As for what you’ll be able to see with the scope, the moon will look really good and viewing the craters on the surface of the lunar object will look pretty darn detailed as well at the the upper end of the magnification possible by the Z114.
You’ll be able to make out Jupiter in solid detail and you may just be able to observe separation in Saturn’s rings.
Of course the device will allow you to make out multiple star clusters, galaxies, nebulaes and so on, provided you’re observing in the ideal conditions.
In short it should do a competent job as a beginner level system but, for the most detailed and overall higher quality views, you’d need to be willing to spend a lot more than on the Z114. If your budget can stretch a little more, giving the bigger brother in the Zhumell Z130 will probably be a good option.
In regards to its portability, the Z114 shouldn’t disappoint you there whatsoever. With the dimensions and weight being 47 x 34.3 x 41.3 cm by 4.47 kg, moving the system around should honestly be a breeze and with the tabletop designed mount that it uses, it’ll also be easy to store although, the design of the mount may not make it the easiest of things to observe through in very compact areas.
Overall the specs and portability for the price aren’t something I can knock the Zhumell Z114 for.
Accessories Included In The Box?
The accessories in the box include a 1.25” focuser, two 1.25″ 17mm and 10mm eyepieces, a Red Dot Finder and a fair few other manuals and miscellaneous paperwork.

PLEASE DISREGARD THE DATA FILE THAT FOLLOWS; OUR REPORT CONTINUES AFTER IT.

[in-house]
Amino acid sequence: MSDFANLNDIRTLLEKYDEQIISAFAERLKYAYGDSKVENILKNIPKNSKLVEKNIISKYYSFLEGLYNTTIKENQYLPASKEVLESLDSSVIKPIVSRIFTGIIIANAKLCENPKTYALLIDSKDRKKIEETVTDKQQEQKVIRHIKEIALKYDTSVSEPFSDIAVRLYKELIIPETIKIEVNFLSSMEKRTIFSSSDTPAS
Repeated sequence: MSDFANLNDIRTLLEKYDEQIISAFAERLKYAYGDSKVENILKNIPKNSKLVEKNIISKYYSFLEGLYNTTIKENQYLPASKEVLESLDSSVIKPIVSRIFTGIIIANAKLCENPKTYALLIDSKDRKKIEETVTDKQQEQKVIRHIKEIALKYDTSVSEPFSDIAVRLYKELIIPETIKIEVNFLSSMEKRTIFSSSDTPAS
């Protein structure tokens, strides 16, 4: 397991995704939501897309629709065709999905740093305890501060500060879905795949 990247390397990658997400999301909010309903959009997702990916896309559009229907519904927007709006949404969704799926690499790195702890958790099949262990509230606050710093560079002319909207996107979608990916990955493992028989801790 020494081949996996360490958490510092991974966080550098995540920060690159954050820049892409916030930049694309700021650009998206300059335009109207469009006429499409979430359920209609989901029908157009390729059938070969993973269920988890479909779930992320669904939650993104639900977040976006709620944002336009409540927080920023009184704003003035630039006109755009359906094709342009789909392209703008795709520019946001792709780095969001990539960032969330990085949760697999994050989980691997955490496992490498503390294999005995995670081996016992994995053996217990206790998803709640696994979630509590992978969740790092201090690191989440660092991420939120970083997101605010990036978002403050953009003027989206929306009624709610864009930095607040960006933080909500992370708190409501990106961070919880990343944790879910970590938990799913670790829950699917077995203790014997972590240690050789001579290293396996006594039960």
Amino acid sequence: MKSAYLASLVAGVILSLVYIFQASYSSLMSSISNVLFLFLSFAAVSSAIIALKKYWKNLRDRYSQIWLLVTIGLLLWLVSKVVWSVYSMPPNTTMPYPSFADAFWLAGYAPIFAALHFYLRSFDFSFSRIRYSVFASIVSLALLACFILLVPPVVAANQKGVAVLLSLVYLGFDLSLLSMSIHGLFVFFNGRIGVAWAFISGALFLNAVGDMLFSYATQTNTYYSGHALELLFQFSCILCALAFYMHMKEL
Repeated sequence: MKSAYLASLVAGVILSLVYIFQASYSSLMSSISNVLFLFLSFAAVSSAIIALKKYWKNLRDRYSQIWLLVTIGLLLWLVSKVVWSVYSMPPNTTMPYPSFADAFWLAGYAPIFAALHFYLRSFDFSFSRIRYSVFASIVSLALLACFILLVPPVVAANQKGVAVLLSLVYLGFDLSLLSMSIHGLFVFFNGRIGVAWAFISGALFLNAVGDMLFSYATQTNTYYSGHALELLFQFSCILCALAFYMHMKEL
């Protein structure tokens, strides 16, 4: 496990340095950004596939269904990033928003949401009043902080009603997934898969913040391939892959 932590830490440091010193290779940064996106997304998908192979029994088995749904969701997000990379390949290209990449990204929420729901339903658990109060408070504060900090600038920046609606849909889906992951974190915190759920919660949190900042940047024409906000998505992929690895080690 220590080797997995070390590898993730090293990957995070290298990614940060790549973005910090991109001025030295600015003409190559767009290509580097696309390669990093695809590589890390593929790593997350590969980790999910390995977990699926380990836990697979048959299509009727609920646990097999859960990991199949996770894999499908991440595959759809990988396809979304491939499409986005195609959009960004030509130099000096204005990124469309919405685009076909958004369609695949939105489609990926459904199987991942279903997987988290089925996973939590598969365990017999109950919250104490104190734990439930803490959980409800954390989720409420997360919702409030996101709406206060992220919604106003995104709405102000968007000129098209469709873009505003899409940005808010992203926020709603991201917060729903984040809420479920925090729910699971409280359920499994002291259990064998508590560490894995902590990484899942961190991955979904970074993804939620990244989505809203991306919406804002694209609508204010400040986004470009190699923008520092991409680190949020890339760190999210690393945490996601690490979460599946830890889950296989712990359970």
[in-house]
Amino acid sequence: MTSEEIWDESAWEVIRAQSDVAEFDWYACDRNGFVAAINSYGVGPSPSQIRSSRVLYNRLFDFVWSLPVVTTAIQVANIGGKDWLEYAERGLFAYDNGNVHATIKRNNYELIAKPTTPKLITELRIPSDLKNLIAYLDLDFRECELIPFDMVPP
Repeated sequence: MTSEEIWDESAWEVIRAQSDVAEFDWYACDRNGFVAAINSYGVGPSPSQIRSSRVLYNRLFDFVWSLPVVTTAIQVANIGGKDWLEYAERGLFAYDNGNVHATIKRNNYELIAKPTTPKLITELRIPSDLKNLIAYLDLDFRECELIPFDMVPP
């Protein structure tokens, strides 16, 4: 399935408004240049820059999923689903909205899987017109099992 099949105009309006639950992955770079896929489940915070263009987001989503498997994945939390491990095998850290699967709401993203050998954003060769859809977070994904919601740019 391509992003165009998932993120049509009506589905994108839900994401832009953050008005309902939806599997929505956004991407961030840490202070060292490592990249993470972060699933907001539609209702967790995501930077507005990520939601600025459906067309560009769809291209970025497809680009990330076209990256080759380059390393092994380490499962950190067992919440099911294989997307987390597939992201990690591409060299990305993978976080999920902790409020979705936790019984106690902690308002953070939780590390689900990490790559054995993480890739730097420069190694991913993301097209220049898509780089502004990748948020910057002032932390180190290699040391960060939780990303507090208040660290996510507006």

The 2 eyepieces seem to be pretty decent quality for the price and will get the job done for a beginner, of course it will be worth upgrading a little down the road but as an in the box accessory, the eyepieces are decent.
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As for the mount, it’s a tabletop Dobsonian style mount which is fairly easy to set up although it does have a few awkward problems.
This includes the knobs being a little tough to turn to deal with the collimation and the viewfinder being placed on the side of the scope, making it a little awkward to position your face in order to view space but, as a whole the mount is sturdy and is a decent if you’re looking for a smaller footprint telescope.
What Are Users Of The Zhumell Z114 Saying?
I found that most users of the device have said that the Z114 is a solid beginner level device that gets a lot of thing right, if you’re unable to spend too much.
The biggest complaint that I could find about the device was regarding its mediocre battery life, the annoying prospect of collimating the mirrors and the laser spot alignment feature being poor for one particular customer.
However, the majority of users did find this to be a great starter astronomy telescope for younger children or even curious astronomers so, from what I’ve gathered, it does seem as if the Z114 is a pretty solid 5 inch device.
Other Alternatives Worth Checking Out
If you’re willing to stretch the budget a little, you can check out this list I created on the best telescope I know of in the $300 range.
If your looking for other reasonably portable devices but really want a more powerful device, you can also check out this best of list I created on telescope that fall within that area.
The Zhumell Z114 is a solid beginner level 5 inch system, having some decent accessories in the box, good build quality, great optics for the price and of course the great portability it provides.
Nevertheless, it does have a few problems of its own, such as a few awkward design elements with the mount and the inherent problems most reflector devices show, such as the collimation and maintenance aspect of the device.
If you’re only looking for a 5inch device, the Z114 is definitely a solid pick in this market but, I’d personally recommend spending a little more to purchase the Z130 as it’s also decently portable whilst providing a better experience overall.
Nevertheless, the Zhumell Z114 is solid offering within this price bracket, especially if you’re not willing to invest a bit more for a more powerful device.